"Being self-driven is part of how we got here," said forward Justin Williams, who is 6-0 in Game 7s and ranks second in NHL history with six goals and six assists in them. "We're successful hockey players because we've been able to rise to the challenge every time it's come toward us. Right now we're just forgetting all this other junk that's going on. We're in Game 7. The best team's going to win tomorrow and that's that. And we're going to make sure it's us."

In order to do that, the Kings will have to do a better job containing Kane and linemates Brandon Saad and Andrew Shaw, who were put together by Chicago coach Joel Quenneville to start Game 5.

Kane has two goals and five assists since then, Saad has elevated his two-way play to help open the ice for him, and Shaw is using his speed and grit to get to the front of the net for screens of Kings goalie Jonathan Quick.

Kane was the topic that dominated a press conference Saturday featuring Williams, defenseman Willie Mitchell and center Anze Kopitar. Kane scored the game-winning goal in Game 6 and set up the game-tying goal by Duncan Keith not too long before it, each in the third period after Chicago fell behind 3-2 before winning 4-3. In Game 5, a double-overtime, 5-4 win for Chicago, Kane assisted on the goal by Michal Handzus that won it.

"Well, I'm not going to be here and toot his horn so much," Williams said of Kane. "He's an enemy right now. He's obviously had a huge impact on the last two games, on how they ended. Let's hope that's not the case tomorrow. There's no secret on how you play him, I think. You try and limit his space is what you do."

Mitchell expanded on that sentiment.

"You know, he's a great player," the veteran defenseman said. "We all know that and he plays well in [big] games, so as a group we've got to collectively do a heck of a job against him. We did that in Games 1 through 4 and the last couple games, I think, as a group we gave him some life. So we need to do the same things we did in the first four games and not the last two … check hard and deny him the puck, and when he has the puck, give him the least amount of time as possible, because he's a very creative player and he'll create things not only for himself but for other players out there."

Kings coach Darryl Sutter was asked to weigh in on Kane. He had plenty to say, especially when asked about criticism Kane took in the media for scoring one point, an assist, in the first four games.

"I think it was what everybody was saying just because he hadn't had a point," Sutter said. "He was still very effective. We were very still every time he was on the ice. Somebody would say, 'Cover Kane,' or 'He's behind you,' or, 'That's who they're talking about,' so just because he [didn't] have a point, for whatever reason that's drifted into our game, where if you don't get a point or something, it's, 'Oh, Jeez, he's really struggling,' which is really not the case."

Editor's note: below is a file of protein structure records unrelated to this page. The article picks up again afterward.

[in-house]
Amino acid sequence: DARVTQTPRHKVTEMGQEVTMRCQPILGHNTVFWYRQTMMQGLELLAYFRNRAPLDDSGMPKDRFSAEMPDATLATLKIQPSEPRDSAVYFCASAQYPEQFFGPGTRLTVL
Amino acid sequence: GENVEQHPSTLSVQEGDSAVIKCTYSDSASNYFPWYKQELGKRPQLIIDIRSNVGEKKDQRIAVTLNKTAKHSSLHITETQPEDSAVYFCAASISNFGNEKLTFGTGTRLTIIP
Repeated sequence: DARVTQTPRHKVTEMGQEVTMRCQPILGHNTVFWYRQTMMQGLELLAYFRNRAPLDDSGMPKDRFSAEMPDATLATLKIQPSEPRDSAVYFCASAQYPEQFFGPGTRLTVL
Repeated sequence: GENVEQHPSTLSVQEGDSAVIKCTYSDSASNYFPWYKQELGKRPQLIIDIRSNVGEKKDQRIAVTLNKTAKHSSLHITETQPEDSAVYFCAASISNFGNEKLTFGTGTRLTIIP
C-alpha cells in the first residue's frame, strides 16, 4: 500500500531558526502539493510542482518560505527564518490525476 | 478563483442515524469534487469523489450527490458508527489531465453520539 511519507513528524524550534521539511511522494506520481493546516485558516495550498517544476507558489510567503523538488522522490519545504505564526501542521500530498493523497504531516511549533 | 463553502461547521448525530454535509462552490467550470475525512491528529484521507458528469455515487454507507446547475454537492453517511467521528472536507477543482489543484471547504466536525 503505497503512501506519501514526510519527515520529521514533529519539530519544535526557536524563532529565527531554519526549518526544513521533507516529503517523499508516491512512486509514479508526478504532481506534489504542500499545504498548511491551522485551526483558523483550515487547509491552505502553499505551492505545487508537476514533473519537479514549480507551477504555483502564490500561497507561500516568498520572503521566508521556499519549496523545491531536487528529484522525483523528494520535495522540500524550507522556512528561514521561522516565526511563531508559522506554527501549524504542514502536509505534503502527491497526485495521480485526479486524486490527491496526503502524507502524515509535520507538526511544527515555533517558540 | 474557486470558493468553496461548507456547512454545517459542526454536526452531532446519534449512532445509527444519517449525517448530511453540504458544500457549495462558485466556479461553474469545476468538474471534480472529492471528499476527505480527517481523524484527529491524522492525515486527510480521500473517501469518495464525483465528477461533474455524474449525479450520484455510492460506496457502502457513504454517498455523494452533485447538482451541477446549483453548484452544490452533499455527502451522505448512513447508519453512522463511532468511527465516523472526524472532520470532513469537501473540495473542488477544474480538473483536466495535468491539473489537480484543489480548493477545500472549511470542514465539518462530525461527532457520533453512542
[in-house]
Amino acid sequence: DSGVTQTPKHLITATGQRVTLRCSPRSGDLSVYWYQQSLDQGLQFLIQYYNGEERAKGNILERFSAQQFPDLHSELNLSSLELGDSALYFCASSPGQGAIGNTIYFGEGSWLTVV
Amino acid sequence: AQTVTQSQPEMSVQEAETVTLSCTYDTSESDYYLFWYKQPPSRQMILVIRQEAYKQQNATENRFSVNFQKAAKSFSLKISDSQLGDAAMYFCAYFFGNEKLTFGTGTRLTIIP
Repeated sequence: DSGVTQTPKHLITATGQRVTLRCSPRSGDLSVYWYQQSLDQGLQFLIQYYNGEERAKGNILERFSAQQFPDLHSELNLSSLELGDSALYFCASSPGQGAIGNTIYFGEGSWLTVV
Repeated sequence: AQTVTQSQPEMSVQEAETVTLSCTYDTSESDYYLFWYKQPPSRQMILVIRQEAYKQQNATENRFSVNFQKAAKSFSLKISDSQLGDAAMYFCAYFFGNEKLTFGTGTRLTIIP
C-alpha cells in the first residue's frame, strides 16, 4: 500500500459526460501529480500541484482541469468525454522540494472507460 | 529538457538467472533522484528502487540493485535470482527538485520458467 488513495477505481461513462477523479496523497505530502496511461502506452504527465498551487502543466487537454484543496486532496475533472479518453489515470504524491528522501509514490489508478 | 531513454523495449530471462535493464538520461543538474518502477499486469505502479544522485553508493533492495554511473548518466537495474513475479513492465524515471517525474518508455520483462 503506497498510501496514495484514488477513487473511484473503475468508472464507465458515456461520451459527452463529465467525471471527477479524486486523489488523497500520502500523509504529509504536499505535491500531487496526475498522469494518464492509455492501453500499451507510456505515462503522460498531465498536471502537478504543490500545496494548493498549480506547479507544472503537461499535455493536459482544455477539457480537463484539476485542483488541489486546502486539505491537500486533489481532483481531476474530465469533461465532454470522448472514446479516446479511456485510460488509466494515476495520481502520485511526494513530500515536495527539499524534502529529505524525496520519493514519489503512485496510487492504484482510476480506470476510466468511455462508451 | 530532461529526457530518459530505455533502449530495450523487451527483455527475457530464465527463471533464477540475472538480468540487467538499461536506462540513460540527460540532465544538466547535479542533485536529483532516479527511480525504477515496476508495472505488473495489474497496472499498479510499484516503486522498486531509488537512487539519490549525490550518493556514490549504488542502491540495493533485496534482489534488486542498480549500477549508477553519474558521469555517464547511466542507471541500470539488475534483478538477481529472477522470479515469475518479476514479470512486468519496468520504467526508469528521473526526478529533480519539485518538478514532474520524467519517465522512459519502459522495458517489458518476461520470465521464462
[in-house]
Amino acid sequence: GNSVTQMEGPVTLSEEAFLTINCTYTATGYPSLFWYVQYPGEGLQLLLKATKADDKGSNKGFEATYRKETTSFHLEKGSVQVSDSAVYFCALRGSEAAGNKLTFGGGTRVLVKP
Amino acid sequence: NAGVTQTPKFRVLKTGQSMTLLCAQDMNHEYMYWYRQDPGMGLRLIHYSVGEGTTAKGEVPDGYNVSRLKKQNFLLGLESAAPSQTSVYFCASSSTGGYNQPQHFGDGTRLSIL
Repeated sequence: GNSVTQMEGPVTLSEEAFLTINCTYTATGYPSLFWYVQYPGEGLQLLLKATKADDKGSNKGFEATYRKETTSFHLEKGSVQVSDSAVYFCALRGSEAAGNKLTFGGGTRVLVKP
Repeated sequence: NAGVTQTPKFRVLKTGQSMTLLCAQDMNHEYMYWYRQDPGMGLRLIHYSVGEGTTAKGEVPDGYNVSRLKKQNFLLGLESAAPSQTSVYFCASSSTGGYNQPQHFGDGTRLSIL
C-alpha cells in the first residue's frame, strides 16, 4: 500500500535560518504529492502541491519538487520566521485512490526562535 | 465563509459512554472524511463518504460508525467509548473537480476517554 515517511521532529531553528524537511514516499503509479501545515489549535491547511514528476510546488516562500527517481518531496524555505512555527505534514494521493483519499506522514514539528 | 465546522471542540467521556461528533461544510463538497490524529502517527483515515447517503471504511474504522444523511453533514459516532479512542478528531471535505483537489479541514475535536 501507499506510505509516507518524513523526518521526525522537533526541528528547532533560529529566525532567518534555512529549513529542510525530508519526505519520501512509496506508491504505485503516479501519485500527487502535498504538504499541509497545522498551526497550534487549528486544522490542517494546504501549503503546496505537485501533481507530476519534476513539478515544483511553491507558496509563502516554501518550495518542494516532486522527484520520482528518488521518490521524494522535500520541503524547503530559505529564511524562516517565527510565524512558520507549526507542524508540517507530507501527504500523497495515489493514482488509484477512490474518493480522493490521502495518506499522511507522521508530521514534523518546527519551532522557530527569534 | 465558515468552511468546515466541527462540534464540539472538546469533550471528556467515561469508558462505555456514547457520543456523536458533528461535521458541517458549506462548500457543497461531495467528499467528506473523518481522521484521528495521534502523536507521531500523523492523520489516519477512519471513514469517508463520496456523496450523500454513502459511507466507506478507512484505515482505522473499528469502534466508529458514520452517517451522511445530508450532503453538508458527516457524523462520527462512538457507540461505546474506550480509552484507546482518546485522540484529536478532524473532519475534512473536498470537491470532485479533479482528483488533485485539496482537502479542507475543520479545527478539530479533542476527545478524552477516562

Sutter brought up the Kings' edge in Game 7 experience, with 18 players having played in at least three compared to only Blackhawks forward Marian Hossa having played in that many (seven).

"I just think what it does, is it can take you away from any of the anxiety of it," Sutter said. "I didn't look at it like it's Game 7. I just look at it like we're going to do everything we can to beat Chicago, just like we did last night and just like we did the night before. And somebody outside's not going to decide how we play or any of that. We'll just stay focused on what we can control and play the game."

Injured Kings defenseman Robyn Regehr, who's been out with a knee injury since Game 1 of the Western Conference Second Round against the Anaheim Ducks, has been skating on his own for a week but hasn't taken contact and is doubtful to play, Sutter said.

No pull-ups for top-ranked prospect Bennett at scouting combine

Sam Bennett had no problem scoring goals or showing his gritty side this past season with the Ontario Hockey League’s Kingston Frontenacs. The same can’t be said for one element of fitness testing at the NHL Scouting Combine in Toronto.

According to a report from The Canadian Press, the 17-year-old Bennett, who had 91 points in 57 regular season games for Kingston and is the top-ranked North American skater heading into the June NHL Draft, couldn’t do a single pull-up during Saturday’s fitness testing.

“I was definitely disappointed with myself,” Bennett said, as per Canadian Press. “I was wanting to do the best I can in every test. But, I guess, ultimately games aren’t won or lost if you can do a pull-up in the gym.

“I think (what sets me apart) really just a combination of my hockey sense along with my compete level … I think I compete as hard, if not harder, than anyone else.”

A left-shooting center, it seems Bennett still has some growing to do. He stands at 6’0″ and weighs 178 pounds, but doesn’t turn 18 years old until June 20 – seven days before the first round of the draft. But the way he plays the game, the “compete level” as he called it, is an element of his game scouts seem to heavily picked up on.

“He plays the kind of game you think cannot be sustained for a whole season because it’s a high-energy game and compete game at all ends of the ice,” said NHL Central Scouting’s David Gregory, as per Bennett’s profile at

“He ends up playing that game for the whole year and has led his team. He just never stops, and put that with the skill package he has and how well he thinks the game, he’s pretty much a top-notch player.”

Seven questions for Blackhawks-Kings Game 7

CHICAGO -- Game 7 is the only fitting ending to this unforgettable Western Conference Final between the Los Angeles Kings and Chicago Blackhawks.

The best-of-7 Stanley Cup Playoff series is tied 3-3 with the deciding game Sunday at United Center (8 p.m. ET; NBCSN, CBC, RDS). The winner will advance to the Stanley Cup Final.